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First U.S. Solo Museum Show of Gabriel Kuri at the Institute of Contemporary Art in Boston
Gabriel Kuri, Untitled (Diario económico) (detail), 2004, Trestle table, tarpaulin, damp moss, damp newspaper, 60 x 54 1/4 x 31 1/2 inches, Courtesy of the artist and kurimanzutto, Mexico City.
BOSTON, MA.- On Feb. 2, 2011, the Institute of Contemporary Art/Boston opens Gabriel Kuri: Nobody needs to know the price of your Saab, the first solo museum exhibition of the artist’s work in the U.S. Using familiar materials such as receipts, newspaper or plastic bags, Kuri focuses our attention on contemporary consumer culture and the way money mediates almost all our human relationships and daily transactions. Approximately 25 sculptures and 10 collages will be on view, including Untitled (Superama), one of three towering tapestries ranging from 8 to over 12 feet in height, each intricately hand-woven in Mexico to replicate Wal-mart receipts. Accompanied by a fully- illustrated catalogue, the exhibition is on view at the ICA through July 4, 2011. Gabriel Kuri: Nobody needs to know the price of your Saab is organized by the Blaffer Art Museum at the University of Houston.

“Gabriel Kuri’s sculptures and photographs capture daily rituals, commerce, and how the passage and marks of time are reflected in overlooked objects,” said Jill Medvedow, director of the ICA. “Along with Dr. Lakra and Damián Ortega—whose work we recently introduced at the ICA—Kuri was part of an informal collective of brilliant artists that gathered at the Mexico City studio of sculptor Gabriel Orozco. This exhibition provides Boston audiences the opportunity to discover yet another powerful voice from this hub of artistic innovation."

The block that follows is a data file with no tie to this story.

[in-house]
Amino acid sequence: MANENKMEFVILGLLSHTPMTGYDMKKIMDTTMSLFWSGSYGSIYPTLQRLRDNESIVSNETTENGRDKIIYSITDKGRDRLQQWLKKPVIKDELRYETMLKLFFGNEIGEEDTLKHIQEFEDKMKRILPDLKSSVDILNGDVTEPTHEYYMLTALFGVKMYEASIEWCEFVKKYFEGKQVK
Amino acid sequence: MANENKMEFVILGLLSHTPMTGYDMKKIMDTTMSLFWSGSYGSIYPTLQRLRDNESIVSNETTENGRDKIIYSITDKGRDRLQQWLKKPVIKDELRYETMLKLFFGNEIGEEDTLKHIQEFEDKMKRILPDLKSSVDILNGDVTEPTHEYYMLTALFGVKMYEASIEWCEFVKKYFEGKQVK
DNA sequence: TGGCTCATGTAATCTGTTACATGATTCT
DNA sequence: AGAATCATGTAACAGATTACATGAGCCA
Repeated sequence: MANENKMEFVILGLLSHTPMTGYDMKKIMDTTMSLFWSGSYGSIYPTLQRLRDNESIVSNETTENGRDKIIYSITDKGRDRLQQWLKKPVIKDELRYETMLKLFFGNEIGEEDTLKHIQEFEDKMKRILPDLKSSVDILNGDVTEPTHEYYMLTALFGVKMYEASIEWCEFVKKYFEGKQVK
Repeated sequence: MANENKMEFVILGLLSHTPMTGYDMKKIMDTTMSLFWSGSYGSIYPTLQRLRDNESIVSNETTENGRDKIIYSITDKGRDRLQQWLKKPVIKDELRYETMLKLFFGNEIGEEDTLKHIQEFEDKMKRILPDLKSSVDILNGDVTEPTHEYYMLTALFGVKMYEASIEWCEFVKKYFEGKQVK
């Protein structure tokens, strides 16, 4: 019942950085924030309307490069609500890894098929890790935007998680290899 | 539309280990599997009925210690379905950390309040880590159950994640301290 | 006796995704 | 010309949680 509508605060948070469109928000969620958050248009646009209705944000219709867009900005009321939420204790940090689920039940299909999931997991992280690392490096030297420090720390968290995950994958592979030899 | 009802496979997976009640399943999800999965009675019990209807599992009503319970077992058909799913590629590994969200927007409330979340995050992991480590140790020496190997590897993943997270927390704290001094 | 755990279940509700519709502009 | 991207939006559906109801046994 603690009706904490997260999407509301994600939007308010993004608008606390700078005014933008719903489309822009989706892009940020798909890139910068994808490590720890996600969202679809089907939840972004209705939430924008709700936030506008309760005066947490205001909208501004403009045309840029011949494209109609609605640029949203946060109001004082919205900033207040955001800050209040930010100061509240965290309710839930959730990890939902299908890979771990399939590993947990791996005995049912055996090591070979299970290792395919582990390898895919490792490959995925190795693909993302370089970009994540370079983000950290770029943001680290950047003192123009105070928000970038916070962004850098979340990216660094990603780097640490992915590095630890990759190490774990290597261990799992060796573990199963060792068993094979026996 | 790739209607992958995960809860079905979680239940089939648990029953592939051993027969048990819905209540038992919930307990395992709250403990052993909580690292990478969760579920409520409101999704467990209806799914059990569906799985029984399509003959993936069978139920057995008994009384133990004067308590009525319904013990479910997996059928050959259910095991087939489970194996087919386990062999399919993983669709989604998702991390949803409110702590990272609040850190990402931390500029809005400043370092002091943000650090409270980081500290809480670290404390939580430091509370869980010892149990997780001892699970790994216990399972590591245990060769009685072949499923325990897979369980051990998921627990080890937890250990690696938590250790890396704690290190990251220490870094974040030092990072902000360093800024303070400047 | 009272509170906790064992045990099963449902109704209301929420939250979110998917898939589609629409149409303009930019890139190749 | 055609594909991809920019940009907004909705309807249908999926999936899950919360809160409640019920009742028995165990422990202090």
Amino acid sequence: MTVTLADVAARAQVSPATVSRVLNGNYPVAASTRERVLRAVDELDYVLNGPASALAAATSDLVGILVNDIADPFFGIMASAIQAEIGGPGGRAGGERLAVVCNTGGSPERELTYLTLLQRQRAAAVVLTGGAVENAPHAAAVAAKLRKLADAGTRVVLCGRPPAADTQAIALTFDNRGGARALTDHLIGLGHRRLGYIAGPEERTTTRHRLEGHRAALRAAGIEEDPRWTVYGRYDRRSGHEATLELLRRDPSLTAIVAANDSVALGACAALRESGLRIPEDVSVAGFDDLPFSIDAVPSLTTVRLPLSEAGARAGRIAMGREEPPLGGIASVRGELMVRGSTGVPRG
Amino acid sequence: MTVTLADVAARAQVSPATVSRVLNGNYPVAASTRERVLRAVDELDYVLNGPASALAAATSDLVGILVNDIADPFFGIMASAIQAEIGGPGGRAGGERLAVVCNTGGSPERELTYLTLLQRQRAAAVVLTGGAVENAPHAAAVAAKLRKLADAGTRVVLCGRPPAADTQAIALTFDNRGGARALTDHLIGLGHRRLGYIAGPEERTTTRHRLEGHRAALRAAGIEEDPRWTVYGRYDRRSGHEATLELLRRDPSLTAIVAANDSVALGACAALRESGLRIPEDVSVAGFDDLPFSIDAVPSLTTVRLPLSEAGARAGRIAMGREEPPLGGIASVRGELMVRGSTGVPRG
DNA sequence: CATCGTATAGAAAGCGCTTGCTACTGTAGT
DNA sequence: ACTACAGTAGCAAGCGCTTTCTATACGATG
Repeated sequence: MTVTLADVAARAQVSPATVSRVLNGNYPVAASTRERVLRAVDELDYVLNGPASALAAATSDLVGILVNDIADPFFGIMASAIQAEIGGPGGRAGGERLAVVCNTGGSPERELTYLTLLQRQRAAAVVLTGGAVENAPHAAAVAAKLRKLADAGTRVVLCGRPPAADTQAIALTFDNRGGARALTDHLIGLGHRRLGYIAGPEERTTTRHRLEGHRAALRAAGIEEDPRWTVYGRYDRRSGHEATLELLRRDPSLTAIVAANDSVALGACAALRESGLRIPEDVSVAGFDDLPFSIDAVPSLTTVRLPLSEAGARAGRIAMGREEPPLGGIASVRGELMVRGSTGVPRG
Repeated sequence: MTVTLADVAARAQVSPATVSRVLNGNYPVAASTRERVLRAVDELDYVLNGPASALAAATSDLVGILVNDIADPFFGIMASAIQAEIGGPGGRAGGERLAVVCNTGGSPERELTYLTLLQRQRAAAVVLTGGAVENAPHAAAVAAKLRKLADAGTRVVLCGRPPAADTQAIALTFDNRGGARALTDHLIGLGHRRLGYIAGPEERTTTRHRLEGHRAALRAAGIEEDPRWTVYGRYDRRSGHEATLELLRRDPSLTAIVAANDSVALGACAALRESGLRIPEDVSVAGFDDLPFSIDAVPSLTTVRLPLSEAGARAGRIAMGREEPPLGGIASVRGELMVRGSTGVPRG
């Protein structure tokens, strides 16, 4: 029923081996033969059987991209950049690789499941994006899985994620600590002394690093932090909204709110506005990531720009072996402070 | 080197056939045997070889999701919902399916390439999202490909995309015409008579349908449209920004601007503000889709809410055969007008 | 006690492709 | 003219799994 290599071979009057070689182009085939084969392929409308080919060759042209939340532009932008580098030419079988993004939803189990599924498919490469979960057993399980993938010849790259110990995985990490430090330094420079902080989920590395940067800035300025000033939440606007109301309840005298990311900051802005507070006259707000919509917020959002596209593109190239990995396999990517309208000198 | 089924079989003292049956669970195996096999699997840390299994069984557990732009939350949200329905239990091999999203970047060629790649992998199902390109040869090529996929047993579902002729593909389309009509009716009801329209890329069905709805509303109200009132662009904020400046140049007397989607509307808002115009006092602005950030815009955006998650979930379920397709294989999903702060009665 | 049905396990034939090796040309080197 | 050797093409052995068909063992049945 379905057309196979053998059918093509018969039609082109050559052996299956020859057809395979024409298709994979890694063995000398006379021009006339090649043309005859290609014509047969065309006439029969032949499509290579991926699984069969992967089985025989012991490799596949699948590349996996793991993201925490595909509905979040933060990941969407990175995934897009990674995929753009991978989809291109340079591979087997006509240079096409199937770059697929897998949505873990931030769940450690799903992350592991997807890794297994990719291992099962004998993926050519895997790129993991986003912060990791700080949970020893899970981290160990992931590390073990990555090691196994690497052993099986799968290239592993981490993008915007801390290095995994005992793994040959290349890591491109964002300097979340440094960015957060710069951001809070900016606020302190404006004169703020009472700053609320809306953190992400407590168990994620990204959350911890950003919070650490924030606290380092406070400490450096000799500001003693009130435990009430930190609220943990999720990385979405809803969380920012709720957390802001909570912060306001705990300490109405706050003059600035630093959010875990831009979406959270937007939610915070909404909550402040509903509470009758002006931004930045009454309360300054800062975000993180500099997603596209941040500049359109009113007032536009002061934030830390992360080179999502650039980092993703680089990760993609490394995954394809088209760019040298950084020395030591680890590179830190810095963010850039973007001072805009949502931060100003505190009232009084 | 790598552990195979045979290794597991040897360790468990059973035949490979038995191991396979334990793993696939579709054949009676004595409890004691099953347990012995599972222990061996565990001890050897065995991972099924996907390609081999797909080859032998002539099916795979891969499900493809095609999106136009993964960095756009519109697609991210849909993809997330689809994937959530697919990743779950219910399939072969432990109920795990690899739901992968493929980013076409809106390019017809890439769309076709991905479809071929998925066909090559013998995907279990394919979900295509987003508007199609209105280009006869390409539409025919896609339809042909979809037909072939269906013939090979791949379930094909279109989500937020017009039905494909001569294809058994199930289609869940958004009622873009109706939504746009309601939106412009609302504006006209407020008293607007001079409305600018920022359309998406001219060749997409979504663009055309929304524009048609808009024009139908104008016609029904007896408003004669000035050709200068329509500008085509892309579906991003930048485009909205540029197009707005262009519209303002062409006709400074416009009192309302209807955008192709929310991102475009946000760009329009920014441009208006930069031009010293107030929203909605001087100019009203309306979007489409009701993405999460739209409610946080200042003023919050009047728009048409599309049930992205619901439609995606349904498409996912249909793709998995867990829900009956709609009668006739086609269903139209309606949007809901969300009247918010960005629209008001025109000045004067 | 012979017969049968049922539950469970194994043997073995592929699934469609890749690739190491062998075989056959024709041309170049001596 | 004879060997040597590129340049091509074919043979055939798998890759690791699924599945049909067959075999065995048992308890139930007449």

"What we see as merely the residue of daily life—receipts, crushed cans, slivers of soap—Gabriel Kuri sees as the stuff of sculpture, objects that track our movements through systems of economics, politics, consumption, and production,” said ICA Associate Curator Randi Hopkins, who coordinated the exhibition at the ICA.

Alternatively described as a “unique accountant” and a “poetic activist,” Kuri raises questions about the ways we represent information and the objects to which we assign value. A conventional, color-coded pie chart is re-imagined as a series of three-dimensional, interlocking bins, literally stuffed with the materials it has been created to quantify. Disposable items are recast as bits of personal biography, as Kuri transforms rows of tiny hotel shampoo bottles into a visual tally of time spent on the road. Other works explore the relationship between consumerism and the art world, such as a lowly grocery store receipt elevated into an exquisite, hand-woven tapestry of monumental scale. In the artist’s hands, works that borrow from the quantifying languages of charts, graphs, and numbers seem to become sentimental measures of time, space, and memory.

Gabriel Kuri was born in Mexico in 1970, and studied at Escuela Nacional de Artes Plásticas, Mexico City, and Goldsmiths College of Art, London. Kuri gained international recognition as part of a circle of influential artists—including Abraham Cruzvillegas, Dr. Lakra, and Damián Ortega—who met regularly in the Mexico City studio of Gabriel Orozco in the late 80s and early 90s. Recent solo shows include Gabriel Kuri: Soft Information in Your Hard Facts at Museion, Bolzano (2010) and Join the Dots and Make a Point at Kunstverein Freiburg, Freiburg and Bielefelder Kunstverein, Bielefeld (2010). He has contributed to numerous international group shows, including the 5th Berlin Biennal in 2008; Brave New Worlds, Colección Jumex, Ecatepec, Mexico, 2008, and Walker Art Center, Minneapolis, 2007; and Unmonumental, New Museum, New York, 2007. Organized by the Blaffer Art Museum at the University of Houston, Gabriel Kuri: Nobody needs to know the price of your Saab is the artist’s first solo museum exhibition in the U.S. Kuri lives and works in Mexico City, Mexico and Brussels, Belgium.





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